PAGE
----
According to the Centers for Disease Control and Prevention, methanol can be absorbed in the body via inhalation, ingestion, skin contact, or eye contact. If ingested, it can cause a range of issues, including headaches, dizziness, blurred vision, kidney failure, coma, and death.
The FDA urges any consumers that have been exposed to hand sanitizer containing methanol to seek treatment immediately. They also recommend consumers immediately stop using the toxic hand sanitizer products and dispose of them in appropriate hazardous waste containers. Consumers should not flush or pour the products down the drain.
Late last month, health officials in New Mexico announced that three people in the state had died after drinking hand sanitizer containing methanol. Three others who drank the toxic substance were in critical condition and another was permanently blind, the Department of Health said at the time.
The cases were related to alcoholism, as hand sanitizer typically has a high alcohol content. Brandon Warrick, an assistant professor at the University of New Mexico who is certified in emergency medicine, medical toxicology, and addiction, told The New York Times that it was the largest number of methanol poisoning cases he has seen.
Amid the novel coronavirus (COVID-19) pandemic, health experts, including the CDC, have recommended sanitizing your hands by washing them with soap and water as the best way to avoid infection.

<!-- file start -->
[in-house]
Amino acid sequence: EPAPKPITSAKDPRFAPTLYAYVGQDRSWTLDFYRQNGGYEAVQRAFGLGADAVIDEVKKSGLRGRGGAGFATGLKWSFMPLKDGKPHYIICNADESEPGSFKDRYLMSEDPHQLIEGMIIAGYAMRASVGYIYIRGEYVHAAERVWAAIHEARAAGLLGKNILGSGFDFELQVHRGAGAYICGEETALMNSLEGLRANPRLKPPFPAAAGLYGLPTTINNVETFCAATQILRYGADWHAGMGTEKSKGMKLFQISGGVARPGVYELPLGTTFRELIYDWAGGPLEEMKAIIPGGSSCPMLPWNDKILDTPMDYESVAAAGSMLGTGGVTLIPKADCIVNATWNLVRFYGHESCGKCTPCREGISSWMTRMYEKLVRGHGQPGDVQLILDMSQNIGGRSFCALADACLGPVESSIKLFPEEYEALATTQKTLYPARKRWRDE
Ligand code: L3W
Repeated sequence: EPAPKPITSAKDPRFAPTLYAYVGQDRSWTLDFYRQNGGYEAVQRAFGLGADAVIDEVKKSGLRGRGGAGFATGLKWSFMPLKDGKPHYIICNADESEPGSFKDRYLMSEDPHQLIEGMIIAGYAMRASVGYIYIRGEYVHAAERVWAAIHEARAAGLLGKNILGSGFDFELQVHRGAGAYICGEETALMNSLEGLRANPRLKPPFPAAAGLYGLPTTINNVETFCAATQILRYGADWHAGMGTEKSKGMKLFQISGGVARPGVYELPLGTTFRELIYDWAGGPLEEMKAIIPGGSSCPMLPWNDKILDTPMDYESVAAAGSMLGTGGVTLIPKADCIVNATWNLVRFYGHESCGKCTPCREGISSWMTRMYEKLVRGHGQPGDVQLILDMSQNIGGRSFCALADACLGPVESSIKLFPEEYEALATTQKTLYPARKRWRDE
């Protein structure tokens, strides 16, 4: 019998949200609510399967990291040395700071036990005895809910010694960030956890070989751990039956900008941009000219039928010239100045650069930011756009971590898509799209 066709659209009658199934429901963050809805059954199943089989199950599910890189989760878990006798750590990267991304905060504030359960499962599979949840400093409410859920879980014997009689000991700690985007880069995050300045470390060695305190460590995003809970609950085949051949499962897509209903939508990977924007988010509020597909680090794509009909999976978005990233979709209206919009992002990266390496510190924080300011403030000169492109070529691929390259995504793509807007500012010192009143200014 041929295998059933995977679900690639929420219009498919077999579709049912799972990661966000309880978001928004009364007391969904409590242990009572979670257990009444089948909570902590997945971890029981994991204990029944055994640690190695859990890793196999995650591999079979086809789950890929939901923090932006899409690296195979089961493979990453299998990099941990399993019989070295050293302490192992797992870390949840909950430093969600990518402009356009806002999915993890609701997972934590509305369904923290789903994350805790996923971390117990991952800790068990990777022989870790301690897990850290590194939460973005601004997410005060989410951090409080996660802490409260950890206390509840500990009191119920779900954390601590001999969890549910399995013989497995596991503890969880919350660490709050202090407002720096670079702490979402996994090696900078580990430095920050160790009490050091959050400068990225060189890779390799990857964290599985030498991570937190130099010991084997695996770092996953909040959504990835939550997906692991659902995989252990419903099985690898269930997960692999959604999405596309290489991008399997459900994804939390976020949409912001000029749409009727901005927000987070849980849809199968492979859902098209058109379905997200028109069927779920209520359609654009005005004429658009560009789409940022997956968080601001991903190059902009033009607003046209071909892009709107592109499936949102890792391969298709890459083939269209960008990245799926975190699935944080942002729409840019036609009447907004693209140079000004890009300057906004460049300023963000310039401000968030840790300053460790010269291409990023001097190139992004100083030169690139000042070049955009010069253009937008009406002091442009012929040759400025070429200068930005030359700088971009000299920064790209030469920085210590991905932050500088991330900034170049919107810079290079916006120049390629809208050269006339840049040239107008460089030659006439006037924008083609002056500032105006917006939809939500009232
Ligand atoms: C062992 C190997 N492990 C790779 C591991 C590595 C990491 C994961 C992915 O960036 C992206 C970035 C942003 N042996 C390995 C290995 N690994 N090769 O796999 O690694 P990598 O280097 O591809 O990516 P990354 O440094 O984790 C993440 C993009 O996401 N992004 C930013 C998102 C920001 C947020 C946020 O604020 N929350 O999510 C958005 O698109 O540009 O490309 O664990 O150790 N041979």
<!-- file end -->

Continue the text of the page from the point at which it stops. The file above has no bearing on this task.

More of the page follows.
If soap and water are unavailable, the CDC has recommended using a hand sanitizer that’s made from at least 60 percent alcohol.
If done correctly, experts estimate that sanitizing your hands can reduce the rate of infection by respiratory illness infection by 16 to 21 percent.
As information about the coronavirus pandemic rapidly changes, PEOPLE is committed to providing the most recent data in our coverage. Some of the information in this story may have changed after publication. For the latest on COVID-19, readers are encouraged to use online resources from CDC, WHO, and local public health departments. PEOPLE has partnered with GoFundMe to raise money for the COVID-19 Relief Fund, a GoFundMe.org fundraiser to support everything from frontline responders to families in need, as well as organizations helping communities. For more information or to donate, click here.
Source: Read Full Article